It is, John Stevely said, a “monumental” year for the Cortez Commercial Fishing Festival.
It’s the 35th year for the festival, and that’s a significant milestone.
But something a lot more important has happened since last year’s festival. After prolonged negotiations, the Cortez community has finally been able to purchase the last parcel of land that it needs to complete Florida Institute for Saltwater Heritage (FISH) Preserve. The Preserve includes almost 100 acres of land and mangrove wetland habitat along the Sarasota Bay shoreline.
“That may have nothing to do with the festival itself,” Stevely said, “but it has to do with the reason for the festival.”
Stevely is on the FISH board and on the organizing committee for the festival, which is set for Saturday and Sunday in Cortez Village. From his point of view, the festival is most importantly a FISH fundraiser. Income from the festival has helped FISH buy that 100-acre preserve, piece by piece, over the past 17 years.
But he knows that the thousands of people who look forward to the Cortez Commercial Fishing Festival every year are there for a day of the freshest seafood imaginable, live music and historic surroundings. This year’s festival will have as much of all that as ever before.
After prolonged negotiations, the Cortez community has finally been able to purchase the last parcel of land that it needs to complete Florida Institute for Saltwater Heritage (FISH) Preserve.
There’s an educational component to it all as well, and Stevely said that lots of families take the time to learn a little something about Cortez, about the environment and fishing in Florida while they’re at the the festival.
This year there’s a new way to do that. The Cortez Cultural Center has opened since the last festival, and people who attend the festival can explore it for free. Members of the Cortez Village Historical Society will serve as guides. As always, the adjacent Florida Maritime Museum will be open, the people at Boatworks will show how they skillfully build and repair boats, and a marine-life touch tank will allow children a hands-on experience.
This year’s festival also has more of the popular “Dock Talks,” during which experts talk about the history of the village and local fishery resources. And artists from around Florida will be on hand to show and sell their work.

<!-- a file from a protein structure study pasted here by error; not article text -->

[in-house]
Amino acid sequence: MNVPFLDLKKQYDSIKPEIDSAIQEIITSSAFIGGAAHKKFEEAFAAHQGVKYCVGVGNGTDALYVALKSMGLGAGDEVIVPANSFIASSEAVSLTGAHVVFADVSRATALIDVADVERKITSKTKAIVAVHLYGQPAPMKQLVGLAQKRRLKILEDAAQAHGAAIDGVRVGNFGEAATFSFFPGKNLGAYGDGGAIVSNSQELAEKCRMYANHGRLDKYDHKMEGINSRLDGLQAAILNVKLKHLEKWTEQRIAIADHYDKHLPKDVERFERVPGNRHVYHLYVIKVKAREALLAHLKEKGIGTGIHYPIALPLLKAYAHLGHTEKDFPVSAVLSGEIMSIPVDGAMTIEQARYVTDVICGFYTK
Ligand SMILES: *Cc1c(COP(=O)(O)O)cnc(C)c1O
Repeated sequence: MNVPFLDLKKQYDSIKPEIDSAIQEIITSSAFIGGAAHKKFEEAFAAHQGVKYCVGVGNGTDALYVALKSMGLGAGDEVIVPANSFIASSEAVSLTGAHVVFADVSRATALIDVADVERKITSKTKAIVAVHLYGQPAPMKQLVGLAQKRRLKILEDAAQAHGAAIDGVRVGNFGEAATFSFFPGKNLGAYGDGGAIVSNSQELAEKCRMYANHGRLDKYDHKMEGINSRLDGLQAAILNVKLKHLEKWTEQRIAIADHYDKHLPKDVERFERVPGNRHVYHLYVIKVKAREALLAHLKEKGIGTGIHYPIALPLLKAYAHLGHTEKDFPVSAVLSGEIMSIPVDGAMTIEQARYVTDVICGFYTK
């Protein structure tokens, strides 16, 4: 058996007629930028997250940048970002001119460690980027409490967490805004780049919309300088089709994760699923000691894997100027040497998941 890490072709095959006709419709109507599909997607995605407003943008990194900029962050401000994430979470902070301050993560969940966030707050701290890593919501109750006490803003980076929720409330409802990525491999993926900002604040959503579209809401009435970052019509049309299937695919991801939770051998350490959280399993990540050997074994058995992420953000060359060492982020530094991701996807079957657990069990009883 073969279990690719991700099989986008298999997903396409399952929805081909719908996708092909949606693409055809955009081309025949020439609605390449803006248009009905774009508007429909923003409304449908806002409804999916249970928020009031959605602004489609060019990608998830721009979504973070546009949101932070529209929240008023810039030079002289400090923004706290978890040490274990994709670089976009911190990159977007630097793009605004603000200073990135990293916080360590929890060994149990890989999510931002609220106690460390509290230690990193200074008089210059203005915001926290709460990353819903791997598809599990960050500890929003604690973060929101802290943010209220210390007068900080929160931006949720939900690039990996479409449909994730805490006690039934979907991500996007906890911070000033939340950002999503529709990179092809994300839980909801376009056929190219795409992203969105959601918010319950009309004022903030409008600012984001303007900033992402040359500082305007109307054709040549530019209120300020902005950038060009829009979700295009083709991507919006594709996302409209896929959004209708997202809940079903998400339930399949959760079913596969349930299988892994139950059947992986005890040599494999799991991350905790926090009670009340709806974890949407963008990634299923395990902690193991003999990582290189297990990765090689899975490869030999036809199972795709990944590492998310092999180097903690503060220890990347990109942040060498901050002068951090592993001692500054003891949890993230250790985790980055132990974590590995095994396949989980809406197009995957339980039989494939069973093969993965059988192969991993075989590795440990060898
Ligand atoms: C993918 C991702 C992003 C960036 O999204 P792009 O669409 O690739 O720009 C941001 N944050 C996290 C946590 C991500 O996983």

“We’re really proud of the quality of the artists we have,” Stevely said.
Parking and traffic presented problems for festival-goers in the past, but shuttle buses ($3 round trip), more parking options and improved signage have eliminated a lot of the hassles.
People have been telling me, “Just go ahead and make it $5.” But the last thing we want is having people think they’ve been gouged. So it’s $4. A family of four can get in for $8.
“We try to get a little better at it every year,” Stevely said, “and I think we have.”
There is a little negative news to balance out all that cool stuff. Early in the week, the weather forecast was calling for rain on Saturday and Sunday, so families may need to time their visits to the festival so they don’t get drenched.
Also, largely because of the purchase of the last, essential and expensive parcel of land that completes the preserve, FISH has found it necessary to increase the admission price for the festival. It was $3 last year; this year it will be $4. Children under age 12 are still free.
“People have been telling me, ‘Just go ahead and make it $5.’ ” Stevely said. “But the last thing we want is having people think they’ve been gouged. So it’s $4. A family of four can get in for $8.”
Details: Feb. 18-19, Cortez Fishing Village. $4; children under 12 free. 10 a.m-6 p.m. Saturday, 10:30 a.m.-6 p.m. Sunday, 941-254-4972, cortez-fish.com. Shuttle: There is a remote parking area at G.T. Bray park, 5502 33rd Ave. Dr. W., Bradenton. ($1.50 one way $3.00 round trip).